21st Apr '16 12:41:00 PM erforce
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* {{Franchise/Terminator}} franchise:

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* {{Franchise/Terminator}} The ''{{Franchise/Terminator}}'' franchise:
19th Apr '16 7:54:53 PM Plactus
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** Downplayed in "Death Benefit," when the Machine realizes that [[spoiler:killing a Senator is the last chance to stop the rise of Sameritan. It gives the Senator's Number to the full team, rather than just Root (who would have little problem killing him), and allows them to make the decision whether stopping Samaritan is worth killing one man. They ultimately decide not to kill him, but even crossing the line that much proves too much for Finch, who quits.]]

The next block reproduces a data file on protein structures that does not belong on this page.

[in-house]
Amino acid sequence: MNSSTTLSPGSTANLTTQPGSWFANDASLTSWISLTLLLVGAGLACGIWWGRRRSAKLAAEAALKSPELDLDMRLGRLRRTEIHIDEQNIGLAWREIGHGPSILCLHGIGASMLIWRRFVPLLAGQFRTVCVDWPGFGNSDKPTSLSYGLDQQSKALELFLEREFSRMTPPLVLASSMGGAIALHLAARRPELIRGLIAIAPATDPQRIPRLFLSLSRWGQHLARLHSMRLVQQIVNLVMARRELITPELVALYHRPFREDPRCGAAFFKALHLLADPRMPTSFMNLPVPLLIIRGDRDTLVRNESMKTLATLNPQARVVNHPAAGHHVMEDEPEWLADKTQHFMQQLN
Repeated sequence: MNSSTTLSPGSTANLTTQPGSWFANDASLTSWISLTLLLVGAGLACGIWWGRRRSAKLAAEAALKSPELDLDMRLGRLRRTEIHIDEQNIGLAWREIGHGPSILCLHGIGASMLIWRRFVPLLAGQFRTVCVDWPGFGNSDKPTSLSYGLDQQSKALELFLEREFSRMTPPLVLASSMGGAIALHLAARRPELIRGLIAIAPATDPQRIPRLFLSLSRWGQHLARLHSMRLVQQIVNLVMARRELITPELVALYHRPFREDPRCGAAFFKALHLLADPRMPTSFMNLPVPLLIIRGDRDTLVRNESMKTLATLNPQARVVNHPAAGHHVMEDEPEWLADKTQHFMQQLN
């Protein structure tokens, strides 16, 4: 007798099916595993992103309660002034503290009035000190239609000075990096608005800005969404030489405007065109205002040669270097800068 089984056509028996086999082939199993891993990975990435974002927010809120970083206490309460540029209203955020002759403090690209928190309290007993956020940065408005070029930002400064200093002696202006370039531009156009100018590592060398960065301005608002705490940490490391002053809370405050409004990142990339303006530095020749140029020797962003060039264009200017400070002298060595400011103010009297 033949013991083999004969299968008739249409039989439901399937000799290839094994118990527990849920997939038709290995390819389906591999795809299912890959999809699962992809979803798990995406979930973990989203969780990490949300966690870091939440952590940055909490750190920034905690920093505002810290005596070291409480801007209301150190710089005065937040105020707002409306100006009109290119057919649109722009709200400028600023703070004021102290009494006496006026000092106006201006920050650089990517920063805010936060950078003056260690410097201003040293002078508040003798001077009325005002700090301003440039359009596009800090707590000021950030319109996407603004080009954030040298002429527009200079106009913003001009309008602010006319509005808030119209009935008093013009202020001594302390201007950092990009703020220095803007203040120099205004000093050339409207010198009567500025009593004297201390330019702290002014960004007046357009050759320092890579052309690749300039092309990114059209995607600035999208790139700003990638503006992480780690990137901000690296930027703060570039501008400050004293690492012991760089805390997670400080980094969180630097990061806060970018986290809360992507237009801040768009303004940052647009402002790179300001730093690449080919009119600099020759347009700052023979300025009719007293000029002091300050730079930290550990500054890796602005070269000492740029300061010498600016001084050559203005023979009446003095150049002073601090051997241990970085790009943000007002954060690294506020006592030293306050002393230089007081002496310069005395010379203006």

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** Downplayed in "Death Benefit," when the Machine realizes that [[spoiler:killing a Senator Congressman is the last chance to stop the rise of Sameritan. It gives the Senator's Congressman's Number to the full team, rather than just Root (who would have little problem killing him), and allows them to make the decision whether stopping Samaritan is worth killing one man. They ultimately decide not to kill him, but even crossing the line that much proves too much for Finch, who quits.]]
19th Apr '16 7:52:22 PM Plactus
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** Downplayed in "Death Benefit," when the Machine realizes that [[spoiler:killing a Senator is the last chance to stop the rise of Sameritan. It gives the Senator's Number to the full team, rather than just Root (who would have little problem killing him), and allows them to make the decision whether stopping Samaritan is worth killing one man. They ultimately decide not to kill him, but even crossing the line that much proves too much for Finch, who quits.]]